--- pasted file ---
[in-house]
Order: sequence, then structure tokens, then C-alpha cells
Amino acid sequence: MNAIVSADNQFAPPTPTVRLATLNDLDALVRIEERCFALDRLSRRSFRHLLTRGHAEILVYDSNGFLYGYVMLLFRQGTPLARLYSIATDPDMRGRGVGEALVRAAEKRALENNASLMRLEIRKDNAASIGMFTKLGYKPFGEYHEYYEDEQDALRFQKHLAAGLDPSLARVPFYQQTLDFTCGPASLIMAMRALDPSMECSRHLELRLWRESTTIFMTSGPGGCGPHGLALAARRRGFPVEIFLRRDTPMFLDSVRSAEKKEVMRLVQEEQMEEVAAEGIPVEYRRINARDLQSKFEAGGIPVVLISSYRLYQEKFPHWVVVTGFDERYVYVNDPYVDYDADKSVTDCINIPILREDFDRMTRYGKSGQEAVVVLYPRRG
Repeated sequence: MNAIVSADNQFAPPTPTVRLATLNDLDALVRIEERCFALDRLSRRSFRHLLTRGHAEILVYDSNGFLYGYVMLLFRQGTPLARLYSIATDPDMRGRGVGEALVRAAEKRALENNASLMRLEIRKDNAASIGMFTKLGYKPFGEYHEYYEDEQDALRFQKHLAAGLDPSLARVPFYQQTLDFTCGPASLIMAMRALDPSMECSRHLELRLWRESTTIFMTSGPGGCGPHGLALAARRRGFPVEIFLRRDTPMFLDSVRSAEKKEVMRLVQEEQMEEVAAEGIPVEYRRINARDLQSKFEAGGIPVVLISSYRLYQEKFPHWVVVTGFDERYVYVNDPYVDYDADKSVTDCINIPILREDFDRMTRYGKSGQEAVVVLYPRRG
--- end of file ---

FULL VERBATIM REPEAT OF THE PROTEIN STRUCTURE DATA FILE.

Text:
[in-house]
Order: sequence, then structure tokens, then C-alpha cells
Amino acid sequence: MNAIVSADNQFAPPTPTVRLATLNDLDALVRIEERCFALDRLSRRSFRHLLTRGHAEILVYDSNGFLYGYVMLLFRQGTPLARLYSIATDPDMRGRGVGEALVRAAEKRALENNASLMRLEIRKDNAASIGMFTKLGYKPFGEYHEYYEDEQDALRFQKHLAAGLDPSLARVPFYQQTLDFTCGPASLIMAMRALDPSMECSRHLELRLWRESTTIFMTSGPGGCGPHGLALAARRRGFPVEIFLRRDTPMFLDSVRSAEKKEVMRLVQEEQMEEVAAEGIPVEYRRINARDLQSKFEAGGIPVVLISSYRLYQEKFPHWVVVTGFDERYVYVNDPYVDYDADKSVTDCINIPILREDFDRMTRYGKSGQEAVVVLYPRRG
Repeated sequence: MNAIVSADNQFAPPTPTVRLATLNDLDALVRIEERCFALDRLSRRSFRHLLTRGHAEILVYDSNGFLYGYVMLLFRQGTPLARLYSIATDPDMRGRGVGEALVRAAEKRALENNASLMRLEIRKDNAASIGMFTKLGYKPFGEYHEYYEDEQDALRFQKHLAAGLDPSLARVPFYQQTLDFTCGPASLIMAMRALDPSMECSRHLELRLWRESTTIFMTSGPGGCGPHGLALAARRRGFPVEIFLRRDTPMFLDSVRSAEKKEVMRLVQEEQMEEVAAEGIPVEYRRINARDLQSKFEAGGIPVVLISSYRLYQEKFPHWVVVTGFDERYVYVNDPYVDYDADKSVTDCINIPILREDFDRMTRYGKSGQEAVVVLYPRRG